Pakistan's Supreme Court yesterday rebuked the powerful military and intelligence agencies, calling for them to uphold free speech and stay out of politics in a country ruled by the generals for nearly half its existence.
The unusually strong criticism was issued in a judgement released criticising the role of the intelligence agencies in anti-blasphemy protests which paralysed the capital Islamabad for several weeks in 2017.
"If any personnel of the Armed Forces indulges in any form of politicking or tries to manipulate the media he undermines the integrity and professionalism of the Armed Forces," the judgement, posted on the Supreme Court website, stated.
Pakistan's Constitution "emphatically prohibits" members of the armed forces from "engaging in any kind of political activity", it added, ordering the government and the chiefs of the army, air force and navy to take action against anyone found violating their oaths to uphold the document.
The 2017 protests were led by a then-little known Islamist group called the Tehreek-e-Labaik Pakistan (TLP), and were only dispersed after violent clashes led to a military-brokered deal which forced the resignation of the federal law minister.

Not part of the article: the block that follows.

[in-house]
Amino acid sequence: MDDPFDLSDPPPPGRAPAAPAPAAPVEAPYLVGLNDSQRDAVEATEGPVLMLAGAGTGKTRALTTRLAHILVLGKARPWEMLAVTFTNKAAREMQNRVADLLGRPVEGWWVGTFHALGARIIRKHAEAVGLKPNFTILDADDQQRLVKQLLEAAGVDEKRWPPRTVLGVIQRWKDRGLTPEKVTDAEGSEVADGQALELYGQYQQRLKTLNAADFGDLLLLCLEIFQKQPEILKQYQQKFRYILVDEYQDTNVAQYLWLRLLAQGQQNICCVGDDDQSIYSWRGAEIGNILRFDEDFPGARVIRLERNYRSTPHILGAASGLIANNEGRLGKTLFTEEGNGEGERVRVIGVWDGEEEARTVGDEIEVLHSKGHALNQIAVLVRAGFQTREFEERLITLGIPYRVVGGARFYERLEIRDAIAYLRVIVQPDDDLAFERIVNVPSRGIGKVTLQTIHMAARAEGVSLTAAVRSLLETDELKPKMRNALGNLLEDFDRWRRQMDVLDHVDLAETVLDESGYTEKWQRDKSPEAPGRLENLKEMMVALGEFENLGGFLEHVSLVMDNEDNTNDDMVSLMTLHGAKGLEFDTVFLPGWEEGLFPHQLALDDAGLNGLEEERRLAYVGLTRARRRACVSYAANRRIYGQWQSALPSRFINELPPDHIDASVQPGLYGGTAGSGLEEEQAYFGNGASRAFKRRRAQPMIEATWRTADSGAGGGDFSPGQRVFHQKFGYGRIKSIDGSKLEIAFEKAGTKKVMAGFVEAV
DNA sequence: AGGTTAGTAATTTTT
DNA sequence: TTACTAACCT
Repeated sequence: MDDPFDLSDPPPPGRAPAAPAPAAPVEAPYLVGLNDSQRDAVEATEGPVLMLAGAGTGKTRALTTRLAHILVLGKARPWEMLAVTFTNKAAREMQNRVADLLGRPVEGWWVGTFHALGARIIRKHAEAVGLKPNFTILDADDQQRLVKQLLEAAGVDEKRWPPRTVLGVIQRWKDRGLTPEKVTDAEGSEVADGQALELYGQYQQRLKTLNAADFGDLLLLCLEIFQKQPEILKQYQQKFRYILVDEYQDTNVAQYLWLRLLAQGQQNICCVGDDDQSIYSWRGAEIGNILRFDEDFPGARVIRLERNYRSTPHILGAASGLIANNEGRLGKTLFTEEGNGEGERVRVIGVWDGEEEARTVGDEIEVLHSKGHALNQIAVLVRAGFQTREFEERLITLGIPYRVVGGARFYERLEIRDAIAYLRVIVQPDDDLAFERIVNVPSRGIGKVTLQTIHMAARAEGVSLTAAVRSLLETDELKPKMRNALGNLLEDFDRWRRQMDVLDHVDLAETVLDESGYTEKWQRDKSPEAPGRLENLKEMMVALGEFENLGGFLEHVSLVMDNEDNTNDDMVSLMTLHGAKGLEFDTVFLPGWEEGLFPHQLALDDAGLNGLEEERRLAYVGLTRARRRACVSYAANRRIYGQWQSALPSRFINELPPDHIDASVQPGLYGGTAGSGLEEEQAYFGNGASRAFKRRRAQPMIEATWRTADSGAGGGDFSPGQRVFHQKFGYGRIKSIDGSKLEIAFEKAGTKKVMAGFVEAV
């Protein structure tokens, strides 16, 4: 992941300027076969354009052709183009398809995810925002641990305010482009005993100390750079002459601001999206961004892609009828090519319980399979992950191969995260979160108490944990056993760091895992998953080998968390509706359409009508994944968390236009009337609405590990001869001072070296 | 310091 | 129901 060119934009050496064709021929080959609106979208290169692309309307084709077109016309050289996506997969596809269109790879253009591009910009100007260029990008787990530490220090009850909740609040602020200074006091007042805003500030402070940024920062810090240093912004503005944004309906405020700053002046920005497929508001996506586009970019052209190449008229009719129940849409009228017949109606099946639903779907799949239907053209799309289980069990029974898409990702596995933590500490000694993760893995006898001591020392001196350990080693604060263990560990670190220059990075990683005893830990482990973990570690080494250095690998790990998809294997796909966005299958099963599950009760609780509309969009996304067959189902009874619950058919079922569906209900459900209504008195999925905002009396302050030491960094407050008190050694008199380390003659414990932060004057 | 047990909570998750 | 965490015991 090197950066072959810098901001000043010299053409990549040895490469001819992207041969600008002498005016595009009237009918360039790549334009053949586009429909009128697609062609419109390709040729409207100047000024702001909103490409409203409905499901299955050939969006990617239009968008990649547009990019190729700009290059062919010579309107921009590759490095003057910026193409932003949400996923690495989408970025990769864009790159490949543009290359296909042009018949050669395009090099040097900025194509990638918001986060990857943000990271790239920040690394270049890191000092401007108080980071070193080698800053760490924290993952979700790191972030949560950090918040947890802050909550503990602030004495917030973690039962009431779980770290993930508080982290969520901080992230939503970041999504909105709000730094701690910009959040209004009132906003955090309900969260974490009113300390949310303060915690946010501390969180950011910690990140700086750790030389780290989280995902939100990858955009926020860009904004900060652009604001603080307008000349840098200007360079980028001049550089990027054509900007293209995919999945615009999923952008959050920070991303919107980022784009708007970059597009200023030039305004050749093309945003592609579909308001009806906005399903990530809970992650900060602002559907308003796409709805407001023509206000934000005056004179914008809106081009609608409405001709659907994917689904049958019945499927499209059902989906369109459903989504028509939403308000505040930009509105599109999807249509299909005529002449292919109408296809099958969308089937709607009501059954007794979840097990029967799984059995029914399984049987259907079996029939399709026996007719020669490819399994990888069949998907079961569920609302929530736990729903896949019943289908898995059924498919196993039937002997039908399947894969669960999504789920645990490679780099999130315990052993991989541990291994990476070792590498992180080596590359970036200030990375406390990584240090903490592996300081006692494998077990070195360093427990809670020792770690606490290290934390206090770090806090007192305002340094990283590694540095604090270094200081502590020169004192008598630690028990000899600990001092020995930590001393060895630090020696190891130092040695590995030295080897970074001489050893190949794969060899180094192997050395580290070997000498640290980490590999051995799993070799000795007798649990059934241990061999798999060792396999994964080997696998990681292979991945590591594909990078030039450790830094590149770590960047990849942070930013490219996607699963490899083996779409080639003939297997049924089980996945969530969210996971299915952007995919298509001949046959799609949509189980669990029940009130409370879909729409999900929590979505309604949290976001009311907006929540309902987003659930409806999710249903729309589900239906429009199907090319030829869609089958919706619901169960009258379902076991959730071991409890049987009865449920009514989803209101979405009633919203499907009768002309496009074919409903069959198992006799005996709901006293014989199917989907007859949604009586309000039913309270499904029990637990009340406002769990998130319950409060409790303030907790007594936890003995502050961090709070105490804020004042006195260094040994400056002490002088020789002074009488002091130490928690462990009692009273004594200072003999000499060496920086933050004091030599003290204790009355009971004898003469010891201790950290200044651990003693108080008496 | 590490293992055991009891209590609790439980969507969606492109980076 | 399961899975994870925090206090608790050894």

Viral videos showing what appeared to be soldiers handing out cash to protesters helped fuel speculation the demonstrators were backed by the military as it sought to put pressure on the then-ruling party of former prime minister Nawaz Sharif.
The judgement also spelled out curbs on free speech, singling out the intelligence agencies for a stern warning.
"All intelligence agencies... and the (military's media wing) must not exceed their respective mandates. They cannot curtail the freedom of speech and expression," the judgement said.
"Those who resort to such tactics under the mistaken belief that they serve some higher goal delude themselves," it continued.
Local media have complained about pressure in the run-up to a general election in July to self-censor in favour of the eventual victor, cricketer-turned-prime-minister Imran Khan.
Activists and bloggers speaking out against the state and military have also complained of repression.